• Teeth are important for eating, talking and smiling.

Explain tooth decay (see words of the day for definition). Luckily, the mouth has its own in-built defence against tooth decay. About 20 minutes after eating or drinking something sugary, if no more sugar is taken, the acid begins to neutralise and the tooth surface is restored to normal. This is why it is important not to eat sugary drinks or snacks between meals.

2. How to have good dental care:

  • Eat healthy meals and snacks.
  • Eat dairy products like milk, natural yogurt and cheese (low-fat varieties recommended) as they are great sources of calcium, which helps to keep teeth healthy.
  • Avoid sugary snacks such as sweets, chocolate, biscuits and sugary drinks. Snacking on foods which have lots of sugar can lead to tooth decay.
  • Clean your gums and teeth properly.
  • Brush your teeth twice daily.

Pair Discussion

Read aloud the following questions about dental care and ask pupils to discuss each question briefly with a partner, then discuss as a class (answers in brackets below)

  1. How often do you think you should brush your teeth every day? (Twice a day)
  2. How should you brush your teeth? (Procedure outlined below)
  3. How long should you brush your teeth for? (2-3 minutes)

Outline procedure for brushing teeth:

  • Get help to brush your teeth.
  • Brush two teeth at a time (width of the toothbrush head).
  • Count to ten for every two teeth you brush.
  • Brush gums and teeth with a toothbrush and toothpaste in a gentle circular motion. (see pictures)
  • Brush top and bottom teeth.
  • Brush outside of teeth and gums, inside of teeth and gums and biting surface.
  • Spit out after brushing – no rinsing.

Group Activity

Ask pupils to work in groups. Give each group a copy of the ‘Top Tooth Tips’ activity sheet, asking them to match the sentences from A and B, completing the 8 sentences. After some time, discuss as a class.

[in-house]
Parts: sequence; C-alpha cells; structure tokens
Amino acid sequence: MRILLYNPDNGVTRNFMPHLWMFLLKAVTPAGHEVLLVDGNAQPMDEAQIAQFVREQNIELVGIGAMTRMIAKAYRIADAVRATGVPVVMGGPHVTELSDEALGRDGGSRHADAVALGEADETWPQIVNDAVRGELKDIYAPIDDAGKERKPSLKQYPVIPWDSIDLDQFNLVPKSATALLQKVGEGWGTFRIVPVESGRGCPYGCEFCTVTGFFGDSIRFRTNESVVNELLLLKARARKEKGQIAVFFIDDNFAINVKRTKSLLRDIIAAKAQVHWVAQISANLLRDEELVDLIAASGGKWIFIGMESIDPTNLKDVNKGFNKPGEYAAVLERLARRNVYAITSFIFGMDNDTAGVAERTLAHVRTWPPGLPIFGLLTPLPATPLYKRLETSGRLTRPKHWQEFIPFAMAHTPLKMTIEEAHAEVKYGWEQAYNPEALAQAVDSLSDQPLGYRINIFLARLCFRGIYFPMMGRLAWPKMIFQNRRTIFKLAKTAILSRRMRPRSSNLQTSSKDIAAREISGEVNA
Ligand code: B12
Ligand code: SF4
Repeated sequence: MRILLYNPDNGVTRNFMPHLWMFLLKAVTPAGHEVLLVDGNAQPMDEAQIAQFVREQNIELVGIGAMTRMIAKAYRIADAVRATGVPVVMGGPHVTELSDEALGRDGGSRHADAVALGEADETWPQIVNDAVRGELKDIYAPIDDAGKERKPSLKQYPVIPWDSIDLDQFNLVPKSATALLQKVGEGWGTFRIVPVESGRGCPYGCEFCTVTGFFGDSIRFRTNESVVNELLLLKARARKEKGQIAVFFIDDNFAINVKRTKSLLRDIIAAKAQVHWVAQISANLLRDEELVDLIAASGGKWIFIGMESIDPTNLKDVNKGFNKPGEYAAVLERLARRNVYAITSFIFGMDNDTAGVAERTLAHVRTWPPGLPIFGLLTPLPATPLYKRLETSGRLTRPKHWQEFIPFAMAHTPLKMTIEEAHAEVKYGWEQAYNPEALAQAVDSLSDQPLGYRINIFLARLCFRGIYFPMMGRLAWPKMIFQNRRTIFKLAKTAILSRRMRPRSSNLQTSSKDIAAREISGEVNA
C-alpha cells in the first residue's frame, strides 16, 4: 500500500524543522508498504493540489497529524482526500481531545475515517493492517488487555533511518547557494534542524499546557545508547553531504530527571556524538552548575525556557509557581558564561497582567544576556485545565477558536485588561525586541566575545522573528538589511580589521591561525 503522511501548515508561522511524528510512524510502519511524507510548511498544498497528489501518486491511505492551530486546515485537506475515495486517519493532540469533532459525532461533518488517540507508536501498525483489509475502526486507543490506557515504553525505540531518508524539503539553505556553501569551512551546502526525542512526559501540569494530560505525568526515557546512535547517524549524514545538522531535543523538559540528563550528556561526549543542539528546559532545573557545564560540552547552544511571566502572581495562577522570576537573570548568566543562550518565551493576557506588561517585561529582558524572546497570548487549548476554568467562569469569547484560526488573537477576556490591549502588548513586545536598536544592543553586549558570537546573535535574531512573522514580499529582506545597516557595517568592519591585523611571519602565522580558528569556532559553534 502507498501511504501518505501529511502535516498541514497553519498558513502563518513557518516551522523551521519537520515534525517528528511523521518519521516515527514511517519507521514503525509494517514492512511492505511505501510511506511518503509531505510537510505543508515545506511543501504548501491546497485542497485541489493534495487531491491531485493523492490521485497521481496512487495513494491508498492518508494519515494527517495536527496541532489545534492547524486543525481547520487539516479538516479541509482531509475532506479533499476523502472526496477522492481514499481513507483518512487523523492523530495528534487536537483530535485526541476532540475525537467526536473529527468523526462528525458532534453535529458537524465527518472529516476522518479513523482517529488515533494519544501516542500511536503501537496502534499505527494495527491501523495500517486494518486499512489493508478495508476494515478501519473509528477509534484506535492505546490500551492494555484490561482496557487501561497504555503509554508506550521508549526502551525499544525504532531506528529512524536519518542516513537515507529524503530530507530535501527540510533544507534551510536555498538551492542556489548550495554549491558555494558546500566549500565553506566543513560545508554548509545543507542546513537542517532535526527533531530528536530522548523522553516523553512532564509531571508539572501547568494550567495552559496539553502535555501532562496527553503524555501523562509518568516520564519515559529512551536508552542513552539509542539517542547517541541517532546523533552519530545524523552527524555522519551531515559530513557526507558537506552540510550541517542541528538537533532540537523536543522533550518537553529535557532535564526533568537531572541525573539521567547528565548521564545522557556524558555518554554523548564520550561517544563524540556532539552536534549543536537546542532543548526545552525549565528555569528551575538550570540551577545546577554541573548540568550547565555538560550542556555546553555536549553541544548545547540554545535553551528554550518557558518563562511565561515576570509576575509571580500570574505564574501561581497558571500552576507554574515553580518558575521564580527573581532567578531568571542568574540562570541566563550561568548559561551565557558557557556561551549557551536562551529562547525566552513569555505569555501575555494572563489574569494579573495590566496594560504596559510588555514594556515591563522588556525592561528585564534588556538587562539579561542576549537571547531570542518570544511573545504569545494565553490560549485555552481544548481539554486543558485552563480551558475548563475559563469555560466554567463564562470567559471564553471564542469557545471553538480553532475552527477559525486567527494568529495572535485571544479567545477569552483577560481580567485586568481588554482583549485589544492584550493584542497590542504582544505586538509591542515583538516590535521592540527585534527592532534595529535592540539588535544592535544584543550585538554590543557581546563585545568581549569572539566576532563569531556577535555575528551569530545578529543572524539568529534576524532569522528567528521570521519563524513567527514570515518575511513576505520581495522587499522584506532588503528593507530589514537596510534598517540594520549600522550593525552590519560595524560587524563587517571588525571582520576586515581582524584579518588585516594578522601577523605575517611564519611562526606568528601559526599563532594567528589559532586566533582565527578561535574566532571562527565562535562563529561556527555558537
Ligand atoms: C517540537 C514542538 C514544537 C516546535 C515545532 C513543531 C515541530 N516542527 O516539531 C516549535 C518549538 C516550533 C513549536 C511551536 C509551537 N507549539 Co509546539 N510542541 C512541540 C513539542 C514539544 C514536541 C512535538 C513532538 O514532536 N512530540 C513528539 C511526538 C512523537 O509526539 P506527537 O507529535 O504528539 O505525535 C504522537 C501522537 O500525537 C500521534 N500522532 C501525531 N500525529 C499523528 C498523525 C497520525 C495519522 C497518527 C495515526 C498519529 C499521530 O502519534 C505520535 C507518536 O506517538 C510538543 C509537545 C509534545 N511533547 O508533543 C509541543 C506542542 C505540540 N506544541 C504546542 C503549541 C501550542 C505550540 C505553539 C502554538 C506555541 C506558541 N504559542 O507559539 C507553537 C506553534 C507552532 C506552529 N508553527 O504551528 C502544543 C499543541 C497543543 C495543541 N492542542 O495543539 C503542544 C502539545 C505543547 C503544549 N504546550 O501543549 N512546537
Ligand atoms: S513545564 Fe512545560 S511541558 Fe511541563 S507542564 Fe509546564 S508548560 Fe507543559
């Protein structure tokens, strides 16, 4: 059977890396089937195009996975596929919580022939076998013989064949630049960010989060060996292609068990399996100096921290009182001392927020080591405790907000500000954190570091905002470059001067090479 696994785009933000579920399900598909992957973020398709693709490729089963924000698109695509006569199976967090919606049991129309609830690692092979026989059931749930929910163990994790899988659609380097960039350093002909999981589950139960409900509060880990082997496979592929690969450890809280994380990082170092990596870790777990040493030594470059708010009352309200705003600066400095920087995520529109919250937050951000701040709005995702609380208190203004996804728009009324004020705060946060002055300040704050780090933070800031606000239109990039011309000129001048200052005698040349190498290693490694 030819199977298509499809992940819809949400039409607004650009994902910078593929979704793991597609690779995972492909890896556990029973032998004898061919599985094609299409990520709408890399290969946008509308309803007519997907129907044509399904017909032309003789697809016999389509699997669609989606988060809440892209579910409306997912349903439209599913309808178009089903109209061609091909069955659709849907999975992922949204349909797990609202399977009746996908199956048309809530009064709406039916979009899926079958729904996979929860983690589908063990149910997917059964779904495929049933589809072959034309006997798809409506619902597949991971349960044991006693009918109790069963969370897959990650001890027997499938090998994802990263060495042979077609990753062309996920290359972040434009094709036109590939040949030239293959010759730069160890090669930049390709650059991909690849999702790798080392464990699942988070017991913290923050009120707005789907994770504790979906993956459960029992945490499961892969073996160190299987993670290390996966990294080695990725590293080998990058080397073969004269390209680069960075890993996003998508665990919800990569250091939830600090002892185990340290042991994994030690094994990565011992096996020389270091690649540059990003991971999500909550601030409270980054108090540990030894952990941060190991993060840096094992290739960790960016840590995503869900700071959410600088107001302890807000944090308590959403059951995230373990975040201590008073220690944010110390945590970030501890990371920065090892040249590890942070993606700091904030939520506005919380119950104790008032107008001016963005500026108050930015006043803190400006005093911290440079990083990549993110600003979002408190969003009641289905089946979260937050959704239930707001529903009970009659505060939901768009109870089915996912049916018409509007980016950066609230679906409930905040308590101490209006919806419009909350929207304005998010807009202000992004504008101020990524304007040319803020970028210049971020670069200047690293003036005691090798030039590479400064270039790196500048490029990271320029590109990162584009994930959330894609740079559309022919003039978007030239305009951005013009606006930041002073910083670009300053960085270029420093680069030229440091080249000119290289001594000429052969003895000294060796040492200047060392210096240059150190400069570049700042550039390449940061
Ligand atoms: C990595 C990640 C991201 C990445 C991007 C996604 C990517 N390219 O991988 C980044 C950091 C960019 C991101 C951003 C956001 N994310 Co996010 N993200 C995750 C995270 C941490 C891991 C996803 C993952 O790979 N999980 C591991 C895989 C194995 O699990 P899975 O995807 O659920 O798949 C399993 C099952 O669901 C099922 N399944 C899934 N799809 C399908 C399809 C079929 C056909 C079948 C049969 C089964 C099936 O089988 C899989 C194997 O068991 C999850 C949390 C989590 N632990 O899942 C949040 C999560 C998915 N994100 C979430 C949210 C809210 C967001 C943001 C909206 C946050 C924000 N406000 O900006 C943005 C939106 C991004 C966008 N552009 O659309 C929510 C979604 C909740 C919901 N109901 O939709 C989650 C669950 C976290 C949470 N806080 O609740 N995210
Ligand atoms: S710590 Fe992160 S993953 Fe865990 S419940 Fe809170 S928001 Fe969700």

Top Tooth Tips – Solution

  1. Always brush your teeth twice a day, at bedtime and one other time during the day. Clean every tooth.
  2. Use a soft / medium toothbrush and fluoride toothpaste to brush your teeth.
  3. Brushing your teeth properly should take 2-3 minutes (about the length of a song).
  4. Spit, don’t rinse.
  5. Never eat or swallow toothpaste.
  6. Change your toothbrush when the bristles are worn.
  7. Get help with brushing. You will need help brushing your teeth just as you need help tying your shoes or washing your hair.
  8. When brushing it is important to clean every tooth.

Extension Activities

  1. Ask pupils in groups to design a poster with a checklist for taking care of their teeth.
  2. Ask pupils to write instructions for brushing teeth using a comic book style.

Bring it Home

Encourage your pupils to take home the message of the importance of a healthy balanced diet for good dental health. As a homework activity, you can ask your pupils to:

  1. List the food they have at home which is good for teeth.
  2. For a week, record how often they brush their teeth and check how well they did.


To develop pupils’ understanding of the relationship between weather, the environment and farming.

Duration: 30 minutes (approximately)

Curricular Links


Myself and the wider world Developing citizenship Environmental care


Natural Environments Weather Environmental awareness and care Caring for my locality

Words of the Day


Everything living and non-living around you, including the air.


The climate describes the usual weather in a place over a long period of time.


It describes the atmosphere in a place at a particular time, for example, how hot or cold and how wet or dry it is.

Food miles

It takes energy to grow, to make, to move and to store food. The further your food has to travel, the more energy is needed and the higher its food miles will be. Food miles is the distance food travels to get from the farm to our plates.

Climate change

Humans have been doing a lot of activities that make gases which are gathering in the atmosphere. These gases act like a blanket causing the earth to slowly heat up. This means that climates are changing around the world.

Group Discussion

Ask each group to discuss the following questions and to then share with the class. Note key points on the board

  1. What is ‘weather’?
  2. What is ‘climate’?
  3. What is ‘climate change’?
  4. Can you think of any signs of climate change?

Expand on the ideas explored in groups by discussing climate change further as a whole class, using the ‘Words of the Day’ section and the following points:

  • Using locally grown / sourced seasonal food uses fewer food miles.
  • Using food with little or no packaging helps to reduce waste.
  • A carrot from South Africa travels 6,000 miles.
  • Walking to the shop for food rather than using the car reduces food miles.

Class Discussion

Discuss the following points about the relationship between dairy and the environment:

  • Due to where Ireland is on the planet we have a cool, temperate climate.